Estimated Financial Impacts of Inaccurate Obese Patient Data Recorded by the Western Australian Country Health Service
Received 25 May 2021
Accepted for publication 9 July 2021
Published 3 August 2021 Volume 2021:14 Pages 2035—2042
Checked for plagiarism Yes
Review by Single anonymous peer review
Peer reviewer comments 2
Editor who approved publication: Dr Scott Fraser
Kim McClean, Martyn Cross, Sue Reed
School of Medical and Health Sciences, Edith Cowan University, Joondalup, Western Australia, Australia
Correspondence: Kim McClean Email [email protected]
Purpose: Pressure on Australia’s healthcare system is increasing annually due to corresponding increases in chronic diseases such as obesity and rapidly ageing population growth across Australia, resulting in requirements for increased funding. This study investigates the financial impact to hospitals due to inaccurate obese patient recording and coding.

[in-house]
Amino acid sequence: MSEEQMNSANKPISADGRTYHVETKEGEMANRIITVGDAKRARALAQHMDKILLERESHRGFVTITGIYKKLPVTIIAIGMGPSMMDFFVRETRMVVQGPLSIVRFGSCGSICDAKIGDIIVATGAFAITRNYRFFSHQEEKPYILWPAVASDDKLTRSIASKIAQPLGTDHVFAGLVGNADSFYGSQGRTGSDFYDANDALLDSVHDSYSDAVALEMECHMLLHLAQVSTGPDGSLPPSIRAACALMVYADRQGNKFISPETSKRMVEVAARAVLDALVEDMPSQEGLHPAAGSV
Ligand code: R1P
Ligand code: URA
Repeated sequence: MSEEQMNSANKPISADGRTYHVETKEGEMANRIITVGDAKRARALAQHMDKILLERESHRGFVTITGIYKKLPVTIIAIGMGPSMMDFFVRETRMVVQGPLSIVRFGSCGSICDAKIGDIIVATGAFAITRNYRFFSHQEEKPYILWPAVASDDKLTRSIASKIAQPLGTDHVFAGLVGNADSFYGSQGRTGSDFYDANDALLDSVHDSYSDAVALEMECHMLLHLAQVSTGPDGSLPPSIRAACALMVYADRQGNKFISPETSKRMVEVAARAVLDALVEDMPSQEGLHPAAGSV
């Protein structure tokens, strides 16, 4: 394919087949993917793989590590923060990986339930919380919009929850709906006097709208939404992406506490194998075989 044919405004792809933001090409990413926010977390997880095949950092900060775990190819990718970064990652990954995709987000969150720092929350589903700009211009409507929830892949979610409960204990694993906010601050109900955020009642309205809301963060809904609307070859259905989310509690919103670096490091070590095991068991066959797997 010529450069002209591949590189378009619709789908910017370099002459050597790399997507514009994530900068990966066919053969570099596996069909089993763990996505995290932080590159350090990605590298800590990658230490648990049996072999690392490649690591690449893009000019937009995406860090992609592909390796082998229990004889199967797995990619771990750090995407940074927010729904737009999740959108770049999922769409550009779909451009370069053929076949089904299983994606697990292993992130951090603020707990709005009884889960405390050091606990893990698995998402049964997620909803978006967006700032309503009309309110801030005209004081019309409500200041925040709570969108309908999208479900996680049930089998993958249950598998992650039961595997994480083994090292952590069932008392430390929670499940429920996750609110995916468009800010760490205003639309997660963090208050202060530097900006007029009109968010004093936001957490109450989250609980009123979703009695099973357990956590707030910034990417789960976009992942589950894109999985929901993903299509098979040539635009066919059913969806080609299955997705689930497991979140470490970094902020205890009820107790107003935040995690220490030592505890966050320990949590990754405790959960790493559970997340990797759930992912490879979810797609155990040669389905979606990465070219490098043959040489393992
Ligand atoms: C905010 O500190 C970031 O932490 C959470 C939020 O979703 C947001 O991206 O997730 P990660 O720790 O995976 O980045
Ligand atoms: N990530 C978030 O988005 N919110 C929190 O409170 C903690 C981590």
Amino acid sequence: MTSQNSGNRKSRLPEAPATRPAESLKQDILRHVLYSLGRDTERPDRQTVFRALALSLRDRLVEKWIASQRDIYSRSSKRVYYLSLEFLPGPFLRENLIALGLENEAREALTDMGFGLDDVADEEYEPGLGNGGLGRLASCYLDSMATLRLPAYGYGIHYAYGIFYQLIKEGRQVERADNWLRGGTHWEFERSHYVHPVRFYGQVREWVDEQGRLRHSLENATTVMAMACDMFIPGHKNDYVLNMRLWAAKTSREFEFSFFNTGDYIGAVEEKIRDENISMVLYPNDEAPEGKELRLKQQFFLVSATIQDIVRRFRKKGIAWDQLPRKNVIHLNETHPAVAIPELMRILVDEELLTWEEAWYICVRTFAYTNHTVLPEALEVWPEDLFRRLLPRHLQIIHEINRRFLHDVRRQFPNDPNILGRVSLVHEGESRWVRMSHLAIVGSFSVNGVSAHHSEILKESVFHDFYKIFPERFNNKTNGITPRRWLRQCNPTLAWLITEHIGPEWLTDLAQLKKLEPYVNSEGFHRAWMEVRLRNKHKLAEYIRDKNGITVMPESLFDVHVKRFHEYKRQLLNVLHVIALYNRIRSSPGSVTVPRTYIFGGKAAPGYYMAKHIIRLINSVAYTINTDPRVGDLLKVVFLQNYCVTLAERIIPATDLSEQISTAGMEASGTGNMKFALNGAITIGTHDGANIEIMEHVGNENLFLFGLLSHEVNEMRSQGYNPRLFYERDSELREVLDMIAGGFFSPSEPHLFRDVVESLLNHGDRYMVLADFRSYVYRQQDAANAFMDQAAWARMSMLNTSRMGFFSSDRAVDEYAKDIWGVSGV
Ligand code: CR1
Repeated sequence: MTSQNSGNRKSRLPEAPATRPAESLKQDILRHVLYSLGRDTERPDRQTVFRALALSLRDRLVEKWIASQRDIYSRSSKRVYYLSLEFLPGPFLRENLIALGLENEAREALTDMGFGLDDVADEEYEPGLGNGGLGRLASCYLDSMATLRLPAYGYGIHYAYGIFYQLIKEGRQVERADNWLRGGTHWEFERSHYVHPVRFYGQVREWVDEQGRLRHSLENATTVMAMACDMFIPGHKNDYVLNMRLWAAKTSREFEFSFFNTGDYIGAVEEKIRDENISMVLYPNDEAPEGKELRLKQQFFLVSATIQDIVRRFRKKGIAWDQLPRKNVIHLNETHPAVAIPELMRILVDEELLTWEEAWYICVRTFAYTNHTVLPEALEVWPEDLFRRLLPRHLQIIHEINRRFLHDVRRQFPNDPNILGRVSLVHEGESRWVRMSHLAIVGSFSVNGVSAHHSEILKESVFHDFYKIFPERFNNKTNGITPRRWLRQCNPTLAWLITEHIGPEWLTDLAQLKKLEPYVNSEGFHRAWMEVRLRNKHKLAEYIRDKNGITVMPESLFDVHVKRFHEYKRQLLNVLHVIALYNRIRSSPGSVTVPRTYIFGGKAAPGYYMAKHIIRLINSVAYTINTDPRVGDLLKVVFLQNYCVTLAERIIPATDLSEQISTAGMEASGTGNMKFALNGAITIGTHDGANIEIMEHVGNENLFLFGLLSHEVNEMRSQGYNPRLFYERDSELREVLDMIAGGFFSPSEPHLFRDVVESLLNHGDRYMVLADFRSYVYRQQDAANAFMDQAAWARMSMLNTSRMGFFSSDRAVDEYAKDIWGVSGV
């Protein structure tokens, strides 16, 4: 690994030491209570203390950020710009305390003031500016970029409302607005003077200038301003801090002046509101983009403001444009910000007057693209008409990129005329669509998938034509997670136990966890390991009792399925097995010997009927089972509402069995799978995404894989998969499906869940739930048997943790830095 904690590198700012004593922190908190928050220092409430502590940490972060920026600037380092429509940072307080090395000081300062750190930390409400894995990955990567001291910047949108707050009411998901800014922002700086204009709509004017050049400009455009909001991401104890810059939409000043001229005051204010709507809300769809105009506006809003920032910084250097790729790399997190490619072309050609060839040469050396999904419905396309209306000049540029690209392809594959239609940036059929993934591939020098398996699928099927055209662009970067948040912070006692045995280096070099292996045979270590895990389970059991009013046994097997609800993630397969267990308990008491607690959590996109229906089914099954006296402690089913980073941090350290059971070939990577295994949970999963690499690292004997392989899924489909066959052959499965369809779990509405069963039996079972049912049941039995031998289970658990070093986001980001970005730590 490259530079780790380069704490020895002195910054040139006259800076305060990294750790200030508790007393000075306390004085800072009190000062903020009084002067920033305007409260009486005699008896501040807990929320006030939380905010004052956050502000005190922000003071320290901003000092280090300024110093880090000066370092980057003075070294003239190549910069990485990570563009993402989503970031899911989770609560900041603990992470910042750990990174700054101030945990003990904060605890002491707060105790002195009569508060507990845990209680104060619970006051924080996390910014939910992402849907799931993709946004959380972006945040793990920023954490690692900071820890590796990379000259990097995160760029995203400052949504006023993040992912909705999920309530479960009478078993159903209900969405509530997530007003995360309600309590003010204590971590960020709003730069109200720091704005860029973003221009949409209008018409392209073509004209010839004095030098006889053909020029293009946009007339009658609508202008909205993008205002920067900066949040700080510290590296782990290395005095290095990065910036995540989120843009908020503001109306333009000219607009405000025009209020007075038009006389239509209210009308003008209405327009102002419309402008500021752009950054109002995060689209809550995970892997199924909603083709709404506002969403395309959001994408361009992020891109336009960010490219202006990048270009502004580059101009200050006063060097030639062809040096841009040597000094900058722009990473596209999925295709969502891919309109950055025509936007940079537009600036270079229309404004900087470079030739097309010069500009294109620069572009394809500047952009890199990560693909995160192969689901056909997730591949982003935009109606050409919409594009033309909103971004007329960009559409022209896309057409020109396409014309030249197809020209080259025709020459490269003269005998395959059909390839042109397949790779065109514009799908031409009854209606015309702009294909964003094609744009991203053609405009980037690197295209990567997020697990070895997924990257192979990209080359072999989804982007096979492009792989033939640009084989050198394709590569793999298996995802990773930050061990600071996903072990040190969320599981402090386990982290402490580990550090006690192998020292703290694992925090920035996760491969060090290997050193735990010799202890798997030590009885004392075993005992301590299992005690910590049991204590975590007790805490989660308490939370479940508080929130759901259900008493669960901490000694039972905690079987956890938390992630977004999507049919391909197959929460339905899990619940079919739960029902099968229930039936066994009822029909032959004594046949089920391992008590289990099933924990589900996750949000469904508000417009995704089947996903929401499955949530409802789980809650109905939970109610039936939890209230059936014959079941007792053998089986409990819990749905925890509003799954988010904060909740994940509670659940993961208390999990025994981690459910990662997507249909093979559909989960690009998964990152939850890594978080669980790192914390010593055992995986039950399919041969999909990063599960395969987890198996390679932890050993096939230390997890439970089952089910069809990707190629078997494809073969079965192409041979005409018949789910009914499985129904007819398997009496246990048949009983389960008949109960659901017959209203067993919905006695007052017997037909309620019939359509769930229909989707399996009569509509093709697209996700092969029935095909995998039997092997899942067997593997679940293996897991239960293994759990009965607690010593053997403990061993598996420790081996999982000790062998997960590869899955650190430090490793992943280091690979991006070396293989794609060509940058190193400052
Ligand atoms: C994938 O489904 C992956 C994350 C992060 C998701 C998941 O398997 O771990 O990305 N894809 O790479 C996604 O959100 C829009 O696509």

Background: Australian healthcare organisations receive Activity-Based Funding (ABF) which provides reimbursement of costs relating to the type of patient care delivered and the resources required for the patient treatment. Accurate healthcare data are essential to ensure accuracy of ABF and appropriate reimbursement of costs incurred by hospitals that manage obese patients. Managing obese patients results in operational funding requirements such as increased staffing and purchasing of equipment such as hoists, bariatric wheelchairs and bariatric beds, and hospitals must ensure that these clinical requirements are documented accurately in order to be reimbursed of these costs by way of ABF.